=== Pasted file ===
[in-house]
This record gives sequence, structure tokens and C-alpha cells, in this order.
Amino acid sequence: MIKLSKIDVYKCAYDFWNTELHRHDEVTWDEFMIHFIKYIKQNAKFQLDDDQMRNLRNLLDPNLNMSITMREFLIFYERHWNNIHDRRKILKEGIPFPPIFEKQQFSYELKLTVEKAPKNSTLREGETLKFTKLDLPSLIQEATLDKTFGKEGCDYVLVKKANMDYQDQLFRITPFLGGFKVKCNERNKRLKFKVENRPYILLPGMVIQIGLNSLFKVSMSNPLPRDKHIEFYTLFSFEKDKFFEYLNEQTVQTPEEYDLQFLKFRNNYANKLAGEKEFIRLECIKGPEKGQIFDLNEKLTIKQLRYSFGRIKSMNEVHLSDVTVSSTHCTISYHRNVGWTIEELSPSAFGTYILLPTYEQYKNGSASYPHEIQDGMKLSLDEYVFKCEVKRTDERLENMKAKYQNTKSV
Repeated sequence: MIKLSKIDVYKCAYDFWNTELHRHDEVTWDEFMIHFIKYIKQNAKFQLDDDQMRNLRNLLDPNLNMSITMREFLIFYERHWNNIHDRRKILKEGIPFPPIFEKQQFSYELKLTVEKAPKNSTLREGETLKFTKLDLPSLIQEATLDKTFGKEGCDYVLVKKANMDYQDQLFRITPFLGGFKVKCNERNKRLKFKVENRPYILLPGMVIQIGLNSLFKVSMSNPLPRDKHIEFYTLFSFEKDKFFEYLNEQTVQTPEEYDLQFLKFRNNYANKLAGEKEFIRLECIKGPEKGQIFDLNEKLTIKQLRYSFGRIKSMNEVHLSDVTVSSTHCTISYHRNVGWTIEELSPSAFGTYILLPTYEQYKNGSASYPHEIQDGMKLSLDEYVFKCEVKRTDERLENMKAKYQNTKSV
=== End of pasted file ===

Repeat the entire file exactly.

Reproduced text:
[in-house]
This record gives sequence, structure tokens and C-alpha cells, in this order.
Amino acid sequence: MIKLSKIDVYKCAYDFWNTELHRHDEVTWDEFMIHFIKYIKQNAKFQLDDDQMRNLRNLLDPNLNMSITMREFLIFYERHWNNIHDRRKILKEGIPFPPIFEKQQFSYELKLTVEKAPKNSTLREGETLKFTKLDLPSLIQEATLDKTFGKEGCDYVLVKKANMDYQDQLFRITPFLGGFKVKCNERNKRLKFKVENRPYILLPGMVIQIGLNSLFKVSMSNPLPRDKHIEFYTLFSFEKDKFFEYLNEQTVQTPEEYDLQFLKFRNNYANKLAGEKEFIRLECIKGPEKGQIFDLNEKLTIKQLRYSFGRIKSMNEVHLSDVTVSSTHCTISYHRNVGWTIEELSPSAFGTYILLPTYEQYKNGSASYPHEIQDGMKLSLDEYVFKCEVKRTDERLENMKAKYQNTKSV
Repeated sequence: MIKLSKIDVYKCAYDFWNTELHRHDEVTWDEFMIHFIKYIKQNAKFQLDDDQMRNLRNLLDPNLNMSITMREFLIFYERHWNNIHDRRKILKEGIPFPPIFEKQQFSYELKLTVEKAPKNSTLREGETLKFTKLDLPSLIQEATLDKTFGKEGCDYVLVKKANMDYQDQLFRITPFLGGFKVKCNERNKRLKFKVENRPYILLPGMVIQIGLNSLFKVSMSNPLPRDKHIEFYTLFSFEKDKFFEYLNEQTVQTPEEYDLQFLKFRNNYANKLAGEKEFIRLECIKGPEKGQIFDLNEKLTIKQLRYSFGRIKSMNEVHLSDVTVSSTHCTISYHRNVGWTIEELSPSAFGTYILLPTYEQYKNGSASYPHEIQDGMKLSLDEYVFKCEVKRTDERLENMKAKYQNTKSV